The U.S. National Security Agency uses a specialized team of hackers to break into computer hardware and exploit loopholes in software like Microsoft’s internal reporting system, according to a new report.
German magazine Der Spiegel published an extensive story on Sunday, based on a cache of NSA documents, detailing the Tailored Access Operations (TAO). The unit’s mission is described as “getting the ungettable” by using James Bond–like methods, including computer-monitor cables specially designed to record typing in real time, USB sticks containing radio transmitters to broadcast stolen data over airwaves, intercepting laptops before they’re delivered and faux base stations set up to intercept mobile-phone signals.
The unit, formed in 1997, has hacked 258 targets in nearly every country in the world, according to Der Spiegel.
The team also steals data by exploiting Internet and software vulnerabilities in companies like Cisco Systems and China’s Huawei Technologies. One of the more startling revelations was that TAO breaks into Windows-based computers by scouring Microsoft’s crash reports. Microsoft did not immediately comment but is one of several U.S. tech companies seeking more government transparency about the NSA’s surveillance methods.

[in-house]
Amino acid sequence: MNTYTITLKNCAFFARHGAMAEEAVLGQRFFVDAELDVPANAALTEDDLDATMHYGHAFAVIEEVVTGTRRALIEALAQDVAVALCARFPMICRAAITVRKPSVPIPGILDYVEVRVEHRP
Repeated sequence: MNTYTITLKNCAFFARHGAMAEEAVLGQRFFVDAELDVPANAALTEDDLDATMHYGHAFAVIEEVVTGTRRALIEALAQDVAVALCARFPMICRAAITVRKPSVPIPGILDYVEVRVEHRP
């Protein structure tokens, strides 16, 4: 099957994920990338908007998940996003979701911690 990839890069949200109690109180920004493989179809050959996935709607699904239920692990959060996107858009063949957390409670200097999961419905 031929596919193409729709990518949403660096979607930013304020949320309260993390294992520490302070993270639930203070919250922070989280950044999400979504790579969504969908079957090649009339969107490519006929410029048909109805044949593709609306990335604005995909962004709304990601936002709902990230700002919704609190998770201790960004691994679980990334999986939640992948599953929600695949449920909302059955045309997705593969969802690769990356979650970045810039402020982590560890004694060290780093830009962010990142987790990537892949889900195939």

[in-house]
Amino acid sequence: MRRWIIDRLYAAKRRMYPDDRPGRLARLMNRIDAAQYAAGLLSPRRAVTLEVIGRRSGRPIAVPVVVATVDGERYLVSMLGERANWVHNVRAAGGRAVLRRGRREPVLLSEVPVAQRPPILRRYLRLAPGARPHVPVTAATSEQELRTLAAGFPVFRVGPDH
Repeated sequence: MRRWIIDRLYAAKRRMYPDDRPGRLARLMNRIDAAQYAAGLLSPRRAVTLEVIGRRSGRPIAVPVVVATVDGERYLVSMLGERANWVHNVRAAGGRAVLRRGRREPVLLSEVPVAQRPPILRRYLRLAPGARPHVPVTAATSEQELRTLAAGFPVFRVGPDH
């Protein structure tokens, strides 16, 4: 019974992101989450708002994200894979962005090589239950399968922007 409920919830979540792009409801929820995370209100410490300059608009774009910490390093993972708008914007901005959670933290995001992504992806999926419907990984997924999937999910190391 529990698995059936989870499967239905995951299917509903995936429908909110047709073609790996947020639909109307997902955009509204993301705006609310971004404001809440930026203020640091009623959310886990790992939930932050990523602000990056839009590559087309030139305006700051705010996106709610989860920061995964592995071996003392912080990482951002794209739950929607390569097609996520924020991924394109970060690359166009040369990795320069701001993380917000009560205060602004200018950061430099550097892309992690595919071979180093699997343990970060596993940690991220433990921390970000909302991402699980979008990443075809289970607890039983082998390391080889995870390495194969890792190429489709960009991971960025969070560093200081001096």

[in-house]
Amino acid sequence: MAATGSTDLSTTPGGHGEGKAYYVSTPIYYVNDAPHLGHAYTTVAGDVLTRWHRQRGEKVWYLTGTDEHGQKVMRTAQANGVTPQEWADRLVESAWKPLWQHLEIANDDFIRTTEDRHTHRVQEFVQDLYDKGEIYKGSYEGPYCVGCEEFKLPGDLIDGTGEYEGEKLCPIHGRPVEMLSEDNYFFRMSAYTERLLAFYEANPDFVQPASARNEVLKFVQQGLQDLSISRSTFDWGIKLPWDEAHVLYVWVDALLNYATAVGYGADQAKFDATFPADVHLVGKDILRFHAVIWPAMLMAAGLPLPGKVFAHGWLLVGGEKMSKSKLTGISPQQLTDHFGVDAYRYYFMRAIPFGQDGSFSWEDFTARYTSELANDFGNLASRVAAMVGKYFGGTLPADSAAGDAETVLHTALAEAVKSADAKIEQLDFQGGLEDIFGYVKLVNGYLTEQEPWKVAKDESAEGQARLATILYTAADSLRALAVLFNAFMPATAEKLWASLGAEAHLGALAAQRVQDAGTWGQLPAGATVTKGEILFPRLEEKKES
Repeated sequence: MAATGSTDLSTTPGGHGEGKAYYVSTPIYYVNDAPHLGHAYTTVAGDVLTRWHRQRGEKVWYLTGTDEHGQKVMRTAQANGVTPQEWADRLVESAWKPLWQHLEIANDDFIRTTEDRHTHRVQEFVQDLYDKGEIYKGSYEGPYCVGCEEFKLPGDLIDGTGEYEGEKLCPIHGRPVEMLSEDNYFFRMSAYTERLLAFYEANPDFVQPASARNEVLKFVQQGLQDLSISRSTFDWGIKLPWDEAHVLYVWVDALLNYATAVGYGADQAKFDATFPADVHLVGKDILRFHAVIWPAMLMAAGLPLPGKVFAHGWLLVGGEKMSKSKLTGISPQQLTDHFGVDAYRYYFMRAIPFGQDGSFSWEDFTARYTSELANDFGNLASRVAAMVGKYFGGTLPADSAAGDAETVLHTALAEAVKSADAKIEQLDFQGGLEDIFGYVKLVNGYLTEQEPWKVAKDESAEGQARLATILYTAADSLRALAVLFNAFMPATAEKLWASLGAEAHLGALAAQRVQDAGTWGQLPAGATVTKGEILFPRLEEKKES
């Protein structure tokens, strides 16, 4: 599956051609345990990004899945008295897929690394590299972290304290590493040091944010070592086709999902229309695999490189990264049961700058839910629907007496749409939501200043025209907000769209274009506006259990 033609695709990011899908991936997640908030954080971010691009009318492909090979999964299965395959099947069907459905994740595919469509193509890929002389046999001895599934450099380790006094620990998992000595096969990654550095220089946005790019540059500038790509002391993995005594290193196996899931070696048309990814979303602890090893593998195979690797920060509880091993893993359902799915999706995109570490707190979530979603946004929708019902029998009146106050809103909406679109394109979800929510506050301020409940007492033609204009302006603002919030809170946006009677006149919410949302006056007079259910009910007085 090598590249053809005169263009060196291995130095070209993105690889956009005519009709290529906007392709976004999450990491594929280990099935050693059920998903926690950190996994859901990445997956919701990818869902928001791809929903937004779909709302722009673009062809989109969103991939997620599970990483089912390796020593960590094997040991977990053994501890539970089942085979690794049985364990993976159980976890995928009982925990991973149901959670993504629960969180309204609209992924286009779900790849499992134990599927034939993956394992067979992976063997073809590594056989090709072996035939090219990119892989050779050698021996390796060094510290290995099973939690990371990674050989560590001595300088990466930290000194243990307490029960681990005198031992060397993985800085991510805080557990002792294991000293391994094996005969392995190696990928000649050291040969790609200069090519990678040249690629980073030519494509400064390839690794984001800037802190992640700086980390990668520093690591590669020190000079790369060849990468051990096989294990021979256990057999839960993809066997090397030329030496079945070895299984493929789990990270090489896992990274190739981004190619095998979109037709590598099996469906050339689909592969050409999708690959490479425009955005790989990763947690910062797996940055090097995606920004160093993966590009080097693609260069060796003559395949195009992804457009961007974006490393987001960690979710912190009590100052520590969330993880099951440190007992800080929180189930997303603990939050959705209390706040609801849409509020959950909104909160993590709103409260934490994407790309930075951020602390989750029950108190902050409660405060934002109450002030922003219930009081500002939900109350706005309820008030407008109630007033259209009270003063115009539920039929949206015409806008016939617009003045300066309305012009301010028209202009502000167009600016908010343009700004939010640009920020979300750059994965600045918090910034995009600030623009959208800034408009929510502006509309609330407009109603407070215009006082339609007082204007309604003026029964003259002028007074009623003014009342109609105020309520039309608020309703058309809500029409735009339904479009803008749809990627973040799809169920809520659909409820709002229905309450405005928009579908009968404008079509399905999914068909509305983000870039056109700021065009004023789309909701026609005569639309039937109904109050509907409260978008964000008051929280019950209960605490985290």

Der Spiegel did not identify the source of the NSA documents, but has previously published reports based on documents leaked by former NSA contractor Edward Snowden. One of the article’s authors was American documentary filmmaker Laura Poitras, a contact close to Snowden.